The start of the 2008 wheat harvest in Pratt County is about three weeks, maybe.

“Right now we’re three weeks out,” said Rex Robinson, manager of the Sawyer Farmers Co-op Equity. “At least that’s what it looks like. The weather is going to have a lot to do with it.”


The start of the 2008 wheat harvest in Pratt County is about three weeks, maybe.
“Right now we’re three weeks out,” said Rex Robinson, manager of the Sawyer Farmers Co-op Equity. “At least that’s what it looks like. The weather is going to have a lot to do with it.”

Wheat needs cool temperatures and good moisture to fill as it should. Weather conditions are good for now but they will cause some rust problems although they are not expected to be bad, said Pratt County Extension Agent Mark Ploger.

The abundant moisture has caused the wheat to go down in a few fields but at this stage of growth as soon as the wheat dries out it should stand up again, Ploger said. 
The Pratt County crop is good overall and looks like it could produce close to 40 bushel an acre that is above 34 to 36 bushel per acre average for this area but that all depends on the weather.

If the temperature gets too hot too fast it can shrivel the berry and cut the yield. If temperatures warm up gradually harvest could start in about three weeks in mid June.
For now the crop has a good potential but Kansas’s farmers know that they won’t know their yields until the grain is in the elevator.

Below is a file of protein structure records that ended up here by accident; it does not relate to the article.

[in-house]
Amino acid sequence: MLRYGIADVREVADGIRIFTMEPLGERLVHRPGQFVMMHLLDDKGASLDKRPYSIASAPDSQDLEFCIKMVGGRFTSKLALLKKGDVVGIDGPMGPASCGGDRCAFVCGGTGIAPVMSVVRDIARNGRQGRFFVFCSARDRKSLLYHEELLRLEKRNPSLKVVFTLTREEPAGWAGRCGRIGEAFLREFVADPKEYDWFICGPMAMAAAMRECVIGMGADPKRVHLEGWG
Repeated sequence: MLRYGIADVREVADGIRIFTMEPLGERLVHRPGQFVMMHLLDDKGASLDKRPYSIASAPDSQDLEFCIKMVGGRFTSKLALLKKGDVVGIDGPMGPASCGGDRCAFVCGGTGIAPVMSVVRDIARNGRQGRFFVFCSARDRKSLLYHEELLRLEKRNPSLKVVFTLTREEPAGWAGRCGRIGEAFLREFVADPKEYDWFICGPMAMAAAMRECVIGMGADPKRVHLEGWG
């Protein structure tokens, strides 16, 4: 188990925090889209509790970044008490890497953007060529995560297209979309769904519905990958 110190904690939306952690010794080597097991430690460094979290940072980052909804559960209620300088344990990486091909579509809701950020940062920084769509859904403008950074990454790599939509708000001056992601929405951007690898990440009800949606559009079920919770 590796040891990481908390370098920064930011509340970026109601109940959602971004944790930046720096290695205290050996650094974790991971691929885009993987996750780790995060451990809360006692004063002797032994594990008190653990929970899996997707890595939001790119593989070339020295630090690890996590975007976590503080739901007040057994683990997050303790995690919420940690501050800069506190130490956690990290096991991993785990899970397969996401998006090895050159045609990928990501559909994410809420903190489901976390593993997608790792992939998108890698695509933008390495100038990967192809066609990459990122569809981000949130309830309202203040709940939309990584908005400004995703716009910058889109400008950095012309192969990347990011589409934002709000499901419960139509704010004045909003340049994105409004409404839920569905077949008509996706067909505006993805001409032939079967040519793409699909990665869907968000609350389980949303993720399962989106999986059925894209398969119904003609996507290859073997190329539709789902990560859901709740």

“I think we’re cautiously optimistic, again,” Ploger said. “But we need moderate temperatures.”

From listening to area farmers it sounds like it won’t make much difference which variety was planted, the yield potential looks similar for all varieties right now, Robinson said.

In Pratt County the head size is not as big as it has been in years past but wheat quality is expected to be good with a little rust and powdered mildew problem, Robinson said.
To get ready for harvest, the Sawyer Co-op has hired some extra help, is cleaning bins and doing some dirt work on railroad track siding. Robinson said he has seen fewer custom cutters going through area then usual.

The harvest is underway in Oklahoma. Near Hobart in southwestern Oklahoma the wheat is making 40 plus bushels per acre and the test weight is good 62 to 63 pounds per bushel, said Pratt custom cutter Randy Golden of Golden Rose Harvesting. 
Harvest is just getting started there and that is normal for the area. The weather has been hot, dry and windy although it was cloudy Wednesday morning and crews didn’t get started until afternoon, Golden said.

From what he saw as he drove to Oklahoma, Golden expects wheat harvest to start in the Pratt area in about three weeks but, again, that all depends on the weather.
The Kanza Co-op in Pratt and Iuka is ready for the harvest and expect it to easily be much better than the 2007 crop. It suffered a late season freeze that damaged the wheat so badly that some fields were never even harvested.

Over the past few years, harvest has started earlier than normal because of unusually high temperatures in the spring. But this year the crop should be ready about the normal time in about 20 to 25 days. Everything has it looking like it should be a decent harvest this year and probably above average, said Jim Bob Lewton, Kanza Co-op grain merchandiser.

The wheat developed to about the same stage in Barber County, said Laura Kessler, county executive director for the Farm Service Agency in Barber/Comanche Counties.
The wheat is still pretty green but it looks good and they are experiencing the same minor problems with rust.